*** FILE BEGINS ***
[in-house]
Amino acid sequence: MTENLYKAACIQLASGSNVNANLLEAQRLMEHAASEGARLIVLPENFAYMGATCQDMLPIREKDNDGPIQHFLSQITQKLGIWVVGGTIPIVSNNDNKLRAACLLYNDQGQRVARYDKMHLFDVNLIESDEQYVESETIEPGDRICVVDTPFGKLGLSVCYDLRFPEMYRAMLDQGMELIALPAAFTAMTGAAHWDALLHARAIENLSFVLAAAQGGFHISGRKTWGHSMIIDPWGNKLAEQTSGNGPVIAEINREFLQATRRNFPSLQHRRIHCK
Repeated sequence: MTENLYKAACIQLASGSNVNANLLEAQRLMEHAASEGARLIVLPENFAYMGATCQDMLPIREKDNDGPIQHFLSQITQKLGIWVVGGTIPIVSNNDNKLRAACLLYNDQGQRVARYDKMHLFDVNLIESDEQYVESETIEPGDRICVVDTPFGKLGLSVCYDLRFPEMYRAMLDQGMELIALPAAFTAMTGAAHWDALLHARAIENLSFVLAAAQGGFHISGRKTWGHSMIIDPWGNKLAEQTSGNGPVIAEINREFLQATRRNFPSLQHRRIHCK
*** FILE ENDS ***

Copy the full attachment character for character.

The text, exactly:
[in-house]
Amino acid sequence: MTENLYKAACIQLASGSNVNANLLEAQRLMEHAASEGARLIVLPENFAYMGATCQDMLPIREKDNDGPIQHFLSQITQKLGIWVVGGTIPIVSNNDNKLRAACLLYNDQGQRVARYDKMHLFDVNLIESDEQYVESETIEPGDRICVVDTPFGKLGLSVCYDLRFPEMYRAMLDQGMELIALPAAFTAMTGAAHWDALLHARAIENLSFVLAAAQGGFHISGRKTWGHSMIIDPWGNKLAEQTSGNGPVIAEINREFLQATRRNFPSLQHRRIHCK
Repeated sequence: MTENLYKAACIQLASGSNVNANLLEAQRLMEHAASEGARLIVLPENFAYMGATCQDMLPIREKDNDGPIQHFLSQITQKLGIWVVGGTIPIVSNNDNKLRAACLLYNDQGQRVARYDKMHLFDVNLIESDEQYVESETIEPGDRICVVDTPFGKLGLSVCYDLRFPEMYRAMLDQGMELIALPAAFTAMTGAAHWDALLHARAIENLSFVLAAAQGGFHISGRKTWGHSMIIDPWGNKLAEQTSGNGPVIAEINREFLQATRRNFPSLQHRRIHCK